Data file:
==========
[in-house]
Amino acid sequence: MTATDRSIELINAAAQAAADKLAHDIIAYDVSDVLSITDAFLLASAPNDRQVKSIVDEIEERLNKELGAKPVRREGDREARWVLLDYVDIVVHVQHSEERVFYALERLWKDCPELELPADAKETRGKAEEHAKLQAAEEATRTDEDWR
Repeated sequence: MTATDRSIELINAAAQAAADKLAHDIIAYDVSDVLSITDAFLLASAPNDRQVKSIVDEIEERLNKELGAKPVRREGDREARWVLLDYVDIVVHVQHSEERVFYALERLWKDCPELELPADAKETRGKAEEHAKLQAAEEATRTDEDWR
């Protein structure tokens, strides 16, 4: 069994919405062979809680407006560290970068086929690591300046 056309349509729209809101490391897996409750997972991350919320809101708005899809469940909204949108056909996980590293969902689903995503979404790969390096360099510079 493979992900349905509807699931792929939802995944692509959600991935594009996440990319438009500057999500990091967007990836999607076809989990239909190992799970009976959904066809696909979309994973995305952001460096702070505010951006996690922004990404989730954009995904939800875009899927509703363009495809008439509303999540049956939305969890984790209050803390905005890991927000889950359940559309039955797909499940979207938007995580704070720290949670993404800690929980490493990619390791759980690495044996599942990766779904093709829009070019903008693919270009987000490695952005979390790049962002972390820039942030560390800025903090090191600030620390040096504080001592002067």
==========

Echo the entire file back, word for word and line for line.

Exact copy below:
[in-house]
Amino acid sequence: MTATDRSIELINAAAQAAADKLAHDIIAYDVSDVLSITDAFLLASAPNDRQVKSIVDEIEERLNKELGAKPVRREGDREARWVLLDYVDIVVHVQHSEERVFYALERLWKDCPELELPADAKETRGKAEEHAKLQAAEEATRTDEDWR
Repeated sequence: MTATDRSIELINAAAQAAADKLAHDIIAYDVSDVLSITDAFLLASAPNDRQVKSIVDEIEERLNKELGAKPVRREGDREARWVLLDYVDIVVHVQHSEERVFYALERLWKDCPELELPADAKETRGKAEEHAKLQAAEEATRTDEDWR
């Protein structure tokens, strides 16, 4: 069994919405062979809680407006560290970068086929690591300046 056309349509729209809101490391897996409750997972991350919320809101708005899809469940909204949108056909996980590293969902689903995503979404790969390096360099510079 493979992900349905509807699931792929939802995944692509959600991935594009996440990319438009500057999500990091967007990836999607076809989990239909190992799970009976959904066809696909979309994973995305952001460096702070505010951006996690922004990404989730954009995904939800875009899927509703363009495809008439509303999540049956939305969890984790209050803390905005890991927000889950359940559309039955797909499940979207938007995580704070720290949670993404800690929980490493990619390791759980690495044996599942990766779904093709829009070019903008693919270009987000490695952005979390790049962002972390820039942030560390800025903090090191600030620390040096504080001592002067």